3 easy steps to find the right board

Ready for a new paddle board? Here are 3 easy steps to finding the right board for you.

Step 1: Inquiry

- Where will you paddle most of the time?

- How will you transport your board there?

- How will you use your board? [Fitness, Racing, Surfing, Fishing, Exploring, Relaxing, Yoga, All of the above?]

- What is your budget?

- How much do you weigh?

- How tall are you?

- How much experience do you have on a paddle board?

Step 2: Make a "Paddler Profile"

- Compile the answers to your Inquiry questions in a "Paddler Profile" that you can use when browsing boards. A profile might look like this:

- Tidal River and Ocean paddling

- Transport by Car (need roof racks, pads, and straps)

- Use for fitness

- Budget is $1300 and under

- Weigh 120 lbs, 5'4"

- Intermediate skill level

Step 3: The Purchase Plan

- Schedule shopping time: Schedule time on your calendar to shop online or visit your local shops with your Paddler Profile. This will help you focus on the task at hand.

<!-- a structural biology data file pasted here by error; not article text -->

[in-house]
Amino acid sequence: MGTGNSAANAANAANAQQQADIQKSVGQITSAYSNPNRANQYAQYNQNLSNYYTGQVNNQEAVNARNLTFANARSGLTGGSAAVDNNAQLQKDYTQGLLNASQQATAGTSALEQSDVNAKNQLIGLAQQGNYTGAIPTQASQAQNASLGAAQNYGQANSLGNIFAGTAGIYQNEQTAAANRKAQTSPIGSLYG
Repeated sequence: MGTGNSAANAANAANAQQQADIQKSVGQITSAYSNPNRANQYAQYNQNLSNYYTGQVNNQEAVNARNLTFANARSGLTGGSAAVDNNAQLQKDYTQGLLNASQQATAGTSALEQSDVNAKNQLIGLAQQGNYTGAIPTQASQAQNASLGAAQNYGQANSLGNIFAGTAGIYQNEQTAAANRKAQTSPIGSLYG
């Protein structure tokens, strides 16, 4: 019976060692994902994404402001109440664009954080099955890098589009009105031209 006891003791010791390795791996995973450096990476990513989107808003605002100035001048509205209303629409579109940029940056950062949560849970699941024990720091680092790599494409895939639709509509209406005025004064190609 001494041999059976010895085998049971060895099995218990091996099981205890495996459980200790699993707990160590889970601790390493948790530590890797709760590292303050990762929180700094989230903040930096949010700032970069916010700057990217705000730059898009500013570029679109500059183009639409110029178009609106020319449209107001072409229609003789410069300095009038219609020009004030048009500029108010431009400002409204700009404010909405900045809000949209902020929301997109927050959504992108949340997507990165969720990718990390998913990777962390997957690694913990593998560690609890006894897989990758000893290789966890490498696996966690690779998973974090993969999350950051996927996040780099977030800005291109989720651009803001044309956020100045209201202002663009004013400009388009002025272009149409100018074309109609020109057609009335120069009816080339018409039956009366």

- Whenever possible, Try Before You Buy: Browsing online, it's difficult to tell if Board A is going to be more stable than Board B. If you are within a few hours driving time of New Bern or want an affordable and easy weekend getaway, you can have the ultimate shopping experience at our waterfront facility.  We offer personal equipment demos with expert consultation to help you find the perfect board. We also book lodging and offer shuttle service during your stay as part of the demo package.

- Pay attention to board dimensions: Focus on Board Volume and Board length and width. Make sure you are getting a board that will float your weight and offer the best performance for your ability.

- Be wary of the "deal". Buy from reputable manufacturers that offer warranties and exceptional customer service. If someone is offering a board for $150, be suspicious. Most paddle boards are manufactured overseas and are very expensive to produce and ship. They use a lot of foam, fiberglass, and other chemicals in the manufacturing process. They are then loaded on containers in Asia and shipped overseas to distribution points in the US, where they are then loaded onto freight trucks. Boards are considered oversized cargo and are expensive to ship. They are also fragile and can sustain damage in the whole process. 

Got questions? Ask us! We've been riding, buying, and selling SUP equipment for almost a decade and we want to help you get the most out of your equipment and the sport. Send us a message HERE